Huntington’s Research, Treatment May Benefit from New Gene-Editing Tool

Huntington’s Research, Treatment May Benefit from New Gene-Editing Tool

Researchers have developed a new gene-editing tool that may improve the precision of future gene therapy efforts in Huntington’s disease, as well as numerous other genetic conditions.

The study, “A chemical-inducible CRISPR–Cas9 system for rapid control of genome editing,” published in the journal Nature Chemical Biology, reports building a new Cas protein to be used with the CRISPR-Cas9 gene-editing system. The new protein, called iCas, can be turned on and off with the help of a chemical once inside cells.

It was a joint effort by researchers at two top Singaporean institutions – A*STAR’s Genome Institute of Singapore (GIS) and the Nanyang Technological University – that made the invention possible.

The current CRISPR-Cas9 is not foolproof. Cas enzymes sometimes can cut in the wrong place, doing more harm than good, so an increased control of the procedure is desirable.

“DNA is like an instruction manual that tells living cells how to behave, so if we can rewrite the instructions in this manual, we will be able to gain control over what the cells are supposed to do,” Meng How Tan, senior author of the study, said in a news release.

“Our engineered iCas protein is like a light switch that can be readily turned on and off as desired. It also outperforms other existing methods in terms of response time and reliability,” added Tan, who also is a senior research scientist of Stem Cell and Regenerative Biology at the GIS, and an assistant professor at Nanyang’s School of Chemical and Biomedical Engineering.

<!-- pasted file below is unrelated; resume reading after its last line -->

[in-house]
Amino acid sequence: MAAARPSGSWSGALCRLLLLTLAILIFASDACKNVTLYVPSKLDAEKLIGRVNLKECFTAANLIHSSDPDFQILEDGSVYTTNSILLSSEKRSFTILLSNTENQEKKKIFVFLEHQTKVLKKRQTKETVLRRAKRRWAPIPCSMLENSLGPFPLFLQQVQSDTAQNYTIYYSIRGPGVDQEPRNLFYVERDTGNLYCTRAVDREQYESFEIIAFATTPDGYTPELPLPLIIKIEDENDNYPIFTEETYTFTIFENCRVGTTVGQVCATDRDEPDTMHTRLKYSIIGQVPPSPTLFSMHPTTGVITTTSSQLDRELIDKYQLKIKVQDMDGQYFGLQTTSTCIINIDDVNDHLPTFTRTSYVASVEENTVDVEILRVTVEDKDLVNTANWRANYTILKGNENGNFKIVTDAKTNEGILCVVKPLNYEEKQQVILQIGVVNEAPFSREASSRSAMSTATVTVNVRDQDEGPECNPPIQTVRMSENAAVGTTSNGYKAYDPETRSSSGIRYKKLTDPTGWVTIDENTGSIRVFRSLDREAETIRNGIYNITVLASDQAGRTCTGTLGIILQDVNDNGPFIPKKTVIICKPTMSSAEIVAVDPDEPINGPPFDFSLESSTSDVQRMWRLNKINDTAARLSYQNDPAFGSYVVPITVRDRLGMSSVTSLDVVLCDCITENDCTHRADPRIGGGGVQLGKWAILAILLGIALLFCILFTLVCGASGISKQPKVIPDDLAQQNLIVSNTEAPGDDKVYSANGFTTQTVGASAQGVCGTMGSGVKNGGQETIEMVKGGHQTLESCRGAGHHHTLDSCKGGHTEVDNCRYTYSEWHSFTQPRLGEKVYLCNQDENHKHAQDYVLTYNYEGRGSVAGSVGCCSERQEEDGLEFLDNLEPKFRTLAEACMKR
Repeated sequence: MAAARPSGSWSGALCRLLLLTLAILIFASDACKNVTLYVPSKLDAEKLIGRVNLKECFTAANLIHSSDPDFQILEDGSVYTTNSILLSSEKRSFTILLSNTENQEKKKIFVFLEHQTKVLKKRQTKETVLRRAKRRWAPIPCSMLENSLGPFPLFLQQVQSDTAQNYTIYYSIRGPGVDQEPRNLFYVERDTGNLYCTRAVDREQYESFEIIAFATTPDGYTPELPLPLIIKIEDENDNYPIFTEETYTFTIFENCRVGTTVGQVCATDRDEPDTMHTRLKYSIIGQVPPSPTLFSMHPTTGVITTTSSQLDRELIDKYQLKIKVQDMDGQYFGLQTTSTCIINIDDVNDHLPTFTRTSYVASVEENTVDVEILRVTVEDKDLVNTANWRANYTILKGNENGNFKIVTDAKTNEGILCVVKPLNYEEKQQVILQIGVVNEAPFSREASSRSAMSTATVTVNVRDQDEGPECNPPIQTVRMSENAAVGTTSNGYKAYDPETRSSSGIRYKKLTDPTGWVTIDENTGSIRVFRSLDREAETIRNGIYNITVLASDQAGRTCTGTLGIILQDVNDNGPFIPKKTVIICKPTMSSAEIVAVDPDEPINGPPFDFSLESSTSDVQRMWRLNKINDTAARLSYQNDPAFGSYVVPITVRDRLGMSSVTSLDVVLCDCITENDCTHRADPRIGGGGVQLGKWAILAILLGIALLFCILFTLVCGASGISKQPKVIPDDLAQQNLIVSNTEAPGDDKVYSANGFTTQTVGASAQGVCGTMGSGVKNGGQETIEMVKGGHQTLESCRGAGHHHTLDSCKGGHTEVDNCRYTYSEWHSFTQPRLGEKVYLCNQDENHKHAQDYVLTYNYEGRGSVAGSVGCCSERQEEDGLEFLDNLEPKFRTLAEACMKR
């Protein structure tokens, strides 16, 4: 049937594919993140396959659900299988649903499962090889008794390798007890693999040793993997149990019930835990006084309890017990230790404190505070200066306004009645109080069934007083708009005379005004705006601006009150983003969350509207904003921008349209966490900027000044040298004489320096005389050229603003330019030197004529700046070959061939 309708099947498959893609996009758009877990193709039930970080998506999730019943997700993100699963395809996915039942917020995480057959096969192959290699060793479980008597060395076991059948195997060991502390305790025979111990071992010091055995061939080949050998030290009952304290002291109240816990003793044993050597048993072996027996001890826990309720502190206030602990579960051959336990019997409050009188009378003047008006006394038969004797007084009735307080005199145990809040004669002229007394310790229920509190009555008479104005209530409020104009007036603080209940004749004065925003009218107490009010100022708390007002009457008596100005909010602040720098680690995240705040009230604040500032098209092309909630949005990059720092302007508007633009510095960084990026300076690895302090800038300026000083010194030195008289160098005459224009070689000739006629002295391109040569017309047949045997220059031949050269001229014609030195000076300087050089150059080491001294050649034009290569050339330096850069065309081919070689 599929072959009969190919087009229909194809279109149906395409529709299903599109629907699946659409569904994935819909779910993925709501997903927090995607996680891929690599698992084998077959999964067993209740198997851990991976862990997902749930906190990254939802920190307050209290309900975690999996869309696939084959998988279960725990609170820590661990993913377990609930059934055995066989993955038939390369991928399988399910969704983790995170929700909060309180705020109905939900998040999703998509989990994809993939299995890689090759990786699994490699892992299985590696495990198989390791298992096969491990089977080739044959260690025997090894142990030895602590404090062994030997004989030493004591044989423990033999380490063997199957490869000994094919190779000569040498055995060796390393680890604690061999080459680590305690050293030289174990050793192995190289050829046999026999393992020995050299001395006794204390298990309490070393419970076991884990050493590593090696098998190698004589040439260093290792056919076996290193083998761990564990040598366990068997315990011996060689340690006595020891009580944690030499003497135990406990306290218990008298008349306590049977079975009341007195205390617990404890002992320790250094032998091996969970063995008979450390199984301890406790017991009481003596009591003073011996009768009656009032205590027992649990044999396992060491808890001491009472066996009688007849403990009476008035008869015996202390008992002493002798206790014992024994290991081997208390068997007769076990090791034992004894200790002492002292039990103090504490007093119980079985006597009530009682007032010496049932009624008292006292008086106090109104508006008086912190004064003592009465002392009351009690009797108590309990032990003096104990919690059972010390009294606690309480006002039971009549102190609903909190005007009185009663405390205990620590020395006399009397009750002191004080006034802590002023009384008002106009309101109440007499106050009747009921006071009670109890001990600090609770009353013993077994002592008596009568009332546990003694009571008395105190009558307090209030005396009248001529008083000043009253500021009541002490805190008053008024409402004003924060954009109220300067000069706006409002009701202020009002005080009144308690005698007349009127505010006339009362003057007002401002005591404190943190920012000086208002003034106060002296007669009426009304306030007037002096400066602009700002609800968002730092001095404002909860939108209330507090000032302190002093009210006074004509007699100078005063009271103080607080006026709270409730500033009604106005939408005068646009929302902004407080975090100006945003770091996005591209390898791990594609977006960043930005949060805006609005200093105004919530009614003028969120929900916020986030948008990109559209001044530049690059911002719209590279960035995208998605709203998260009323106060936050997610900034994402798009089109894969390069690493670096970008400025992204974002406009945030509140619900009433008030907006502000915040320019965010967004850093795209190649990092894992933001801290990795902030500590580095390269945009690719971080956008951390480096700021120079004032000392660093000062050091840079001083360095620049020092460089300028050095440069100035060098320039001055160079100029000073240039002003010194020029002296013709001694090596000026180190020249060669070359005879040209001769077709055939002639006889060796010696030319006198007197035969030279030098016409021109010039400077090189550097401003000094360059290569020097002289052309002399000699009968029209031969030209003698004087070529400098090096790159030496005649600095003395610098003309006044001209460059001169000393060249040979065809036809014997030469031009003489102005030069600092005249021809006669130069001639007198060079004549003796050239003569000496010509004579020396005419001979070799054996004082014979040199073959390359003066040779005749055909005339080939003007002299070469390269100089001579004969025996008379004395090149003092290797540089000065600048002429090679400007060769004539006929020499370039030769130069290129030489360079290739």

To turn iCas on, researchers used the drug Tamoxifen, a medicine used in breast cancer treatment. Tests revealed that the new enzyme responded faster to the drug than other Cas enzymes activated with chemicals, and could be switched on and off repeatedly.

This improved speed and performance will be valuable in situations where researchers need to maximize control of the gene editing. The system could, for example, be used to edit genes only in a particular set of cells, or during certain times.

Huimin Zhao, PhD, the Steven L. Miller Chair Professor of the Chemical and Biomolecular Engineering faculty at the University of Illinois at Urbana-Champaign, was not involved in the research, but praised the addition of a new tool to the gene-editing toolbox.

“It enables genome editing in a precisely controlled manner, thus opening new doors for applications of the CRISPR technology in basic and applied biological research,” said Zhao.

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Magdalena is a writer with a passion for bridging the gap between the people performing research, and those who want or need to understand it. She writes about medical science and drug discovery. She holds an MS in Pharmaceutical Bioscience and a PhD — spanning the fields of psychiatry, immunology, and neuropharmacology — from Karolinska Institutet in Sweden.

3 comments

    • Magdalena Kegel says:

      Dear Micheal,
      The use of CRISPR in a human trial has recently been approved by US National Institutes of Health (NIH). The trial in question is a cancer trial. In Huntington’s, efforts with CRISPR are not yet approaching clinical trials, as far as I am aware. It is, therefore, difficult to say if and when a method similar to the one described, can be used in patients.

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